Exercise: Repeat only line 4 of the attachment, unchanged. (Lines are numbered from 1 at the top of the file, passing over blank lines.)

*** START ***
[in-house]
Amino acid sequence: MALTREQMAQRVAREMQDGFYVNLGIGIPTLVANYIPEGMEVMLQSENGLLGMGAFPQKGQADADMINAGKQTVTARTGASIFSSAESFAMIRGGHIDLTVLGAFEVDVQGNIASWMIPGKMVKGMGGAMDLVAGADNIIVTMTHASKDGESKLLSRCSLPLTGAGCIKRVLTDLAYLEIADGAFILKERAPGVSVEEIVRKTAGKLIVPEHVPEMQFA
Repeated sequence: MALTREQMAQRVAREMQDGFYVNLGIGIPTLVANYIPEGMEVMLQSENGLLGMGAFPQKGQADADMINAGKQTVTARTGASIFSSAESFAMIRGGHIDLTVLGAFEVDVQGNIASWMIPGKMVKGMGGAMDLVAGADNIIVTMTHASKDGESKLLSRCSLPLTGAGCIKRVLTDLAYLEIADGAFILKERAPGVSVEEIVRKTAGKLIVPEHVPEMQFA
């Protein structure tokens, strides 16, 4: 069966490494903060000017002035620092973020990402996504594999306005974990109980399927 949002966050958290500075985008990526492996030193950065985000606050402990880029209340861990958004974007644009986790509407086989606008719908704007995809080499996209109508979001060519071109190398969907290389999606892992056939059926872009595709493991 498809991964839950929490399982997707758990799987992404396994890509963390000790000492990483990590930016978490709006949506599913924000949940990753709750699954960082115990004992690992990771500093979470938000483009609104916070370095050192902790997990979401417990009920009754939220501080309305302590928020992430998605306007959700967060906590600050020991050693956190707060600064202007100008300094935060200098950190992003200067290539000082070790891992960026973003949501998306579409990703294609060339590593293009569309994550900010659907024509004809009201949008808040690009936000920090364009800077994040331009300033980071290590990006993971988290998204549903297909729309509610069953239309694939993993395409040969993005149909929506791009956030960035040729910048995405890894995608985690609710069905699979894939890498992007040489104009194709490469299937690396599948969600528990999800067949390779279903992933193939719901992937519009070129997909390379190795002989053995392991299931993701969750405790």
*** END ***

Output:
């Protein structure tokens, strides 16, 4: 069966490494903060000017002035620092973020990402996504594999306005974990109980399927 949002966050958290500075985008990526492996030193950065985000606050402990880029209340861990958004974007644009986790509407086989606008719908704007995809080499996209109508979001060519071109190398969907290389999606892992056939059926872009595709493991 498809991964839950929490399982997707758990799987992404396994890509963390000790000492990483990590930016978490709006949506599913924000949940990753709750699954960082115990004992690992990771500093979470938000483009609104916070370095050192902790997990979401417990009920009754939220501080309305302590928020992430998605306007959700967060906590600050020991050693956190707060600064202007100008300094935060200098950190992003200067290539000082070790891992960026973003949501998306579409990703294609060339590593293009569309994550900010659907024509004809009201949008808040690009936000920090364009800077994040331009300033980071290590990006993971988290998204549903297909729309509610069953239309694939993993395409040969993005149909929506791009956030960035040729910048995405890894995608985690609710069905699979894939890498992007040489104009194709490469299937690396599948969600528990999800067949390779279903992933193939719901992937519009070129997909390379190795002989053995392991299931993701969750405790």